Data is intense. It’s intense because it’s important, it’s intense because it is often deeply layered to a rich degree affording it a kind of inherent intensity… and data is also intense because it now forms what the tech industry likes to call data-intensive applications.
A data-intensive application is not just an app that handles a lot of data (although it is that too – and today we’re talking about data in terabytes, petabytes and exabytes with the promise of zettabytes & yottabytes to come next), it’s an application that handles data in different forms (some of it unstructured raw data, some of it semi-structured and some of it more ordered and cleansed) through what might be a complex pipeline of data analytics touching Machine Learning (ML)-engines and more besides.
A six-legged leap
Building a database capable of withstanding the nuclear meltdown of that kind of experience is tough. Aiming to toughen up its outer shell for the most arduous data environments in the midst of cloud computing migration initiatives this last month of 2022 is Cockroach Labs, the company behind the cloud-native distributed SQL database CockroachDB.
Having now announced CockroachDB 22.2, the company says it has designed its software to deliver new functionality aimed at increasing developer and operator efficiency while simplifying the architecture of data-intensive applications (there’s your nod to intensity again) and enabling teams to migrate off legacy technology to the cloud.
“By partnering closely with our customers as they build scalable, resilient and low-latency applications, we’ve put together a release that is a leap forward in CockroachDB’s capabilities,” said Nate Stewart, chief product officer at Cockroach Labs. “CockroachDB 22.2 streamlines application development, helps developers quickly troubleshoot performance issues at any scale, and significantly brings down the cost of powering event-driven architectures.”
User-Defined Functions (UDFs)
Key among its most prevalent feature updates in the new product is User-Defined Functions (UDFs), which Cockroach Labs has said is a ‘top requested feature’ from customers. In simple terms, a UDF in any piece of software is (as it sounds) driven by the user’s requirement to gain specific computations or actions that can be stored and called upon more than once (often time and time again) and modified independently of the total system or platform (in this case CockroachDB) that the user works in.
The user-defined element here is intended to improve software application development efficiency, reduce overall application complexity and (perhaps most crucially of all) streamline database migrations.
“Now in preview, UDFs extend CockroachDB’s PostgreSQL [an open source relational database management system] compatibility and will enable more straightforward migrations of legacy workloads with functions to CockroachDB, letting more organizations modernize their applications. CockroachDB’s UDFs also lay the groundwork for a new category of capabilities called CockroachDB Distributed Functions, which will deliver compatibility with PostgreSQL functions while also being specifically architected to support distributed, horizontally scalable applications,” notes Stewart and team, in a press statement.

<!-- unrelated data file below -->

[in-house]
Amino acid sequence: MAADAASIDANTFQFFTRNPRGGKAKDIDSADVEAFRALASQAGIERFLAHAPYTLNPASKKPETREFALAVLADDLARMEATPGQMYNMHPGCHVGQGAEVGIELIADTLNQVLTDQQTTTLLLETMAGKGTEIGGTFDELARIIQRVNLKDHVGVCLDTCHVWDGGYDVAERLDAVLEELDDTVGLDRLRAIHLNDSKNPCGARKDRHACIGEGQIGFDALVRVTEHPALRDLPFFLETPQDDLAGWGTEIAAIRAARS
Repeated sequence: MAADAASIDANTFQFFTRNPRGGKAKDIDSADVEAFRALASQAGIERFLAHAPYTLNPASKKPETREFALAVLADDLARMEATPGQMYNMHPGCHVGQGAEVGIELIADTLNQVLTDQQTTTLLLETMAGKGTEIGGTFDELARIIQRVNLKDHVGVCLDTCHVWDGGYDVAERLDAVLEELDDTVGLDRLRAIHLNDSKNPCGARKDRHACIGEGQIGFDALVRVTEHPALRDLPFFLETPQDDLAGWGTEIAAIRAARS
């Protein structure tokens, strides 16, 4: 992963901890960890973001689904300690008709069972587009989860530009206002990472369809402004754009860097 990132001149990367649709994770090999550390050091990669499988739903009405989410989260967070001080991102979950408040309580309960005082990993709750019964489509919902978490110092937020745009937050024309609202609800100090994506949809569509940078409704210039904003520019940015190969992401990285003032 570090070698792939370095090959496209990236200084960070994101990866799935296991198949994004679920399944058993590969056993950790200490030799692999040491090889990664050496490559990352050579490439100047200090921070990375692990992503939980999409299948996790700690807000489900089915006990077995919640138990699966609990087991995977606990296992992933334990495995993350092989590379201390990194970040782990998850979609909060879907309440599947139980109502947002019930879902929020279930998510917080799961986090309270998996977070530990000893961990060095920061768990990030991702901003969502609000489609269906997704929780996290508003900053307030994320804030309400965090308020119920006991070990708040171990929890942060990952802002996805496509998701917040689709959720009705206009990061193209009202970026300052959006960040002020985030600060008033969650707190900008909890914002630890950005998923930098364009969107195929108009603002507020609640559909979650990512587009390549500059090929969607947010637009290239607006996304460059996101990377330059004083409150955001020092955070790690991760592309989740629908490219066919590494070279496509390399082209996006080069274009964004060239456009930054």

Cockroach Labs has released several updates that further automate and simplify database operations. These new capabilities let CockroachDB users streamline Application Development and migrate more easily from Oracle, MySQL, SQL Server – the company’s Schema Conversion Tool now supports migration from these databases in addition to PostgreSQL.
It is also able to execute fast text search and fuzzy matches with trigram indexes, a popular Postgres extension and set an expiration timeline for data with Time-to-Live (TTL), a popular feature typically found in NoSQL databases.
The new version can also optimize and troubleshoot workload performance with so-called ‘Intelligent Insights’, a branded new end-to-end monitoring experience that provides actionable fixes from the UI, which developers can apply with a single click in production without downtime.
Cockroach Labs suggests that this update signifies ‘notable growth and maturity’ in the company and its platform, an effort it has been driving for the past eight years and now listing customers in the hundreds.
While CockroachDB might be built with a tough enough shell to withstand cloud migrations, the much-unloved cockroach back down on earth lends its name to the company in an attempt to suggest the inherent robustness that the firm has engineered into its product.
Tough enough for cloud migration, yes – but tough enough to withstand a nuclear war (as the popular saying goes) if one were to happen? Not necessarily, [according to Wikipedia] it appears the cockroach can withstand radiation at up to 15 times the level of humans, but for real radiation resistance, we’d need to consider the humble fruit fly.
FruitflyDB, say it now, or buzz off.